Considering all the above there is no likelihood of confusion on the part of the public. Therefore, the opposition must be rejected.
Given that the opposition is not well founded under Article 8(1) CTMR it is unnecessary to examine the applicant’s request of proof of use.
The opponent has also based its opposition on the following earlier trade mark: Spanish trade mark registration No 2 525 977 for the figurative mark . This mark only differs visually from the one which has been compared by virtue of its colours, namely black for its verbal element and red and green for its figurative component. Therefore, it would not change the outcome of the present case. Moreover, the fact that the Spanish trade mark registration No 2 525 977 covers a different scope of goods is irrelevant considering that no likelihood of confusion was found above in respect for identical or similar goods. Therefore, there can be no likelihood of confusion with regard to Spanish trade mark registration No 2 525 977.
According to Article 85(1) CTMR, the losing party in opposition proceedings must bear the fees and costs incurred by the other party.
Since the opponent is the losing party, it must bear the costs incurred by the applicant in the course of these proceedings.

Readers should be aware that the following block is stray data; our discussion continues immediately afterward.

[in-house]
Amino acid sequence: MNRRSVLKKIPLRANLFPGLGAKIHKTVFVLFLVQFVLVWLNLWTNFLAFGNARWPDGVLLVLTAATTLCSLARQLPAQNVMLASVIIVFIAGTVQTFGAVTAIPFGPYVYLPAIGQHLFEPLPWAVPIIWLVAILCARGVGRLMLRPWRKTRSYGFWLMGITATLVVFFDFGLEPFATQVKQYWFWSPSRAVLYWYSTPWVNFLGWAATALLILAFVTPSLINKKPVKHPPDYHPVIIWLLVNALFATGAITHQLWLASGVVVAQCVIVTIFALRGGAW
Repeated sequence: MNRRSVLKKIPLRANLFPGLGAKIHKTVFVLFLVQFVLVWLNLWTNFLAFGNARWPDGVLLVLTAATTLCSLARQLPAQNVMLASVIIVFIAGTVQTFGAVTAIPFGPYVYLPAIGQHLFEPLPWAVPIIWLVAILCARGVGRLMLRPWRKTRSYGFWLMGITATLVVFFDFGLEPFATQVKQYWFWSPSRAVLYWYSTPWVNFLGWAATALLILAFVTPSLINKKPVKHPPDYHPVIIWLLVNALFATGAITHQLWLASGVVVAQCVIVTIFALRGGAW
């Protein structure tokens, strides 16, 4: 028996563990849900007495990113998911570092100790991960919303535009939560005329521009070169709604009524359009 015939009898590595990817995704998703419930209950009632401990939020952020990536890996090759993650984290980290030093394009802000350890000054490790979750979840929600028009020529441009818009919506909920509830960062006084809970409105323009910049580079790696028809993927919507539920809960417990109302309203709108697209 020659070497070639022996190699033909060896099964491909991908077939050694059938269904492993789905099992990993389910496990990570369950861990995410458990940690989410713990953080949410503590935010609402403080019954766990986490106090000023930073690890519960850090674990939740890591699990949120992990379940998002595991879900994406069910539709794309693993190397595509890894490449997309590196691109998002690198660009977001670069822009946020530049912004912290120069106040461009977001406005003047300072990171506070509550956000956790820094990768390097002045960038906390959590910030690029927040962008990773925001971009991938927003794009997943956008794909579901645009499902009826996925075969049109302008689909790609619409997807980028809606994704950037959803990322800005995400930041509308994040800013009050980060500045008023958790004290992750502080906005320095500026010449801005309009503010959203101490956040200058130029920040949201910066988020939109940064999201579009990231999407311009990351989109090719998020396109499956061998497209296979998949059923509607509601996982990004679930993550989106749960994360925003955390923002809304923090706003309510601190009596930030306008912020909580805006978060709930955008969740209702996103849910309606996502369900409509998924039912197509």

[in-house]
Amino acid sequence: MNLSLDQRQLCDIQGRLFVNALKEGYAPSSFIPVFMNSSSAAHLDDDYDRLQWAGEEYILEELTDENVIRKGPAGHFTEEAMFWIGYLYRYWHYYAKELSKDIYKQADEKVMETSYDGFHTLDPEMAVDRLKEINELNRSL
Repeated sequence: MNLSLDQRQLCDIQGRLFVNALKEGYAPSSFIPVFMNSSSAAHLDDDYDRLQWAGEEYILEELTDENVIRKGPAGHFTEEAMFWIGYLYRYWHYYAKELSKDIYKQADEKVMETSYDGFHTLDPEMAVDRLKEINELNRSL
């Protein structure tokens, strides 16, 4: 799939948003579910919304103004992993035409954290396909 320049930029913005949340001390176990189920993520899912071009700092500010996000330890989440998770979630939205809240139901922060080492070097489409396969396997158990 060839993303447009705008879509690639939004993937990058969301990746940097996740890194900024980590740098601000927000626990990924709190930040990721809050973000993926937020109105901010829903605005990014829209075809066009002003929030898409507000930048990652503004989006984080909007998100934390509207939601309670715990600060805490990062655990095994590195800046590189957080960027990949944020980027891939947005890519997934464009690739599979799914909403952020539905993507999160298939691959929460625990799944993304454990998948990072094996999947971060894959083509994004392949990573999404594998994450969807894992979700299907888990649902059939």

According to Rule 94(3) and (7)(d)(ii) CTMIR, the costs to be paid to the applicant are the costs of representation which are to be fixed on the basis of the maximum rate set therein.
The Opposition Division
Cristina CRESPO MOLTÓ
Loreto URRACA LUQUE
According to Article 59 CTMR, any party adversely affected by this decision has a right to appeal against this decision. According to Article 60 CTMR, notice of appeal must be filed in writing at the Office within two months of the date of notification of this decision. Furthermore, a written statement of the grounds of appeal must be filed within four months of the same date. The notice of appeal will be deemed to be filed only when the appeal fee of EUR 800 has been paid.
The amount determined in the fixation of the costs may only be reviewed by a decision of the Opposition Division on request. According to Rule 94(4) CTMIR, such a request must be filed within one month from the date of notification of this fixation of costs and shall be deemed to be filed only when the review fee of EUR 100 (Article 2(30) CTMFR) has been paid.